Although I was slightly disappointed, you better believe I'll be reading the next book, The Rogue's Princess, when it comes out in January 2013. These are light, fun reads for anyone who wants a little more costume drama in their life! ( )
  A_Reader_of_Fictions | Apr 1, 2013 |
Lady Jane Rievaulx is a widow at the ripe old age of 18. Her marriage ws one of convenience but she liked her husband and he her, although his family disliked her inheriting anything, they regarded her as a money-chaser. Her family has plans for her and they're nothing if ambitious, she's valuable for her marriageabilty and connections and they've found someone who will give them more power.

However she loves Master James Lacey, who is dealing with an aftermath of a war on his psyche and heading for America to find a purpose. While he's away she's trapped, will James get back in time to save her?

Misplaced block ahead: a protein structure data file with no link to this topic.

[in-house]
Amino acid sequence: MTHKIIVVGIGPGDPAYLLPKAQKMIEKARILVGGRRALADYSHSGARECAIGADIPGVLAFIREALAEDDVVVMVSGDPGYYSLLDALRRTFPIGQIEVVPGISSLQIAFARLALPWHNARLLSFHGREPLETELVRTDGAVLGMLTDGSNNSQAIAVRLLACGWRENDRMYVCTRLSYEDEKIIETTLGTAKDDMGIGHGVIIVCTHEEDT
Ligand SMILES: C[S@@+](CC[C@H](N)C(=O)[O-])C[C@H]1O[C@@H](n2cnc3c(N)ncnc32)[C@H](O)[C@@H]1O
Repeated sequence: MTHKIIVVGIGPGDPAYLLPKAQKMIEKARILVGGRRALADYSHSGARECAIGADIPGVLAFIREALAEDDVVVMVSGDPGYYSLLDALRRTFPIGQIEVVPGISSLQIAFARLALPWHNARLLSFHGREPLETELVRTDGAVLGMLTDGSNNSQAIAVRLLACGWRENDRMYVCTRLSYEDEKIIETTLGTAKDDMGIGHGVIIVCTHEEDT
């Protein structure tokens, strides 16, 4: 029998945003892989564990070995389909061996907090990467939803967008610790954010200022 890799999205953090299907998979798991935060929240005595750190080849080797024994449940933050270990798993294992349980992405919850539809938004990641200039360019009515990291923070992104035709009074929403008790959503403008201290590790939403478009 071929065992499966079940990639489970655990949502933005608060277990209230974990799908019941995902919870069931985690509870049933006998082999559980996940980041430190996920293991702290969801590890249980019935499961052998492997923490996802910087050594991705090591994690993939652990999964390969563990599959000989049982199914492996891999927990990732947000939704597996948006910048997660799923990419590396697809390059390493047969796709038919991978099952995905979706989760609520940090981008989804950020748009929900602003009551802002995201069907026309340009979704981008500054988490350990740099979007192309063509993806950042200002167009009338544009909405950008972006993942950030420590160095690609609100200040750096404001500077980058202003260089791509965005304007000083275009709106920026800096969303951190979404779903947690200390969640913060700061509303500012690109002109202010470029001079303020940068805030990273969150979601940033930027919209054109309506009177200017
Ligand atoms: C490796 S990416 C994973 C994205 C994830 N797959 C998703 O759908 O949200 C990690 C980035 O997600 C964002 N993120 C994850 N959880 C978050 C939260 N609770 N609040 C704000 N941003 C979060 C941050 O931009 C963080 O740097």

It's a fun read, the characters are well drawn and while some of the situations are flagged well in advance it kept me reading through. ( )
  wyvernfriend | Jun 25, 2012 |
Review originally published on my blog: AWordsWorth.blogspot.com
eARC provided by publisher for review

The Queen's Lady begins not long after The Other Countess ends, picking up the story of Lady Jane - and, of course, James Lacey. If you have not read The Other Countess, you won't be entirely lost, as references are made to the significant events from that novel - but since the focus is now on Jane and James (as opposed to Will and Ellie), it's another storyline entirely. Lady Jane's transformation from cold, social-climbing noblewoman into a beautiful young lady with a heart is complete, although she is not without her troubles.

As a member of Queen Elizabeth's Privy Chamber, her position (and person) should be safe - just as her late husband the Marquess desired. And with the reappearance of James Lacey at Court (although, regretfully, in the house of Sir Walter Raleigh), Jane's life should be all happiness. But things are never as they seem, and soon Jane learns of a disastrous plan her father and brother have concocted -- forcing Jane to sacrifice her own happiness and independence to save those of her dear childhood friend Milly (who is, conveniently, in love with James' valet Diego). James could set things right, but he has demons of his own to conquer, and is on his way - with Diego - to the Americas, scouting a colony site on the Outer Banks. Any chance of a happier alternative for Jane will come down to timing. And fate.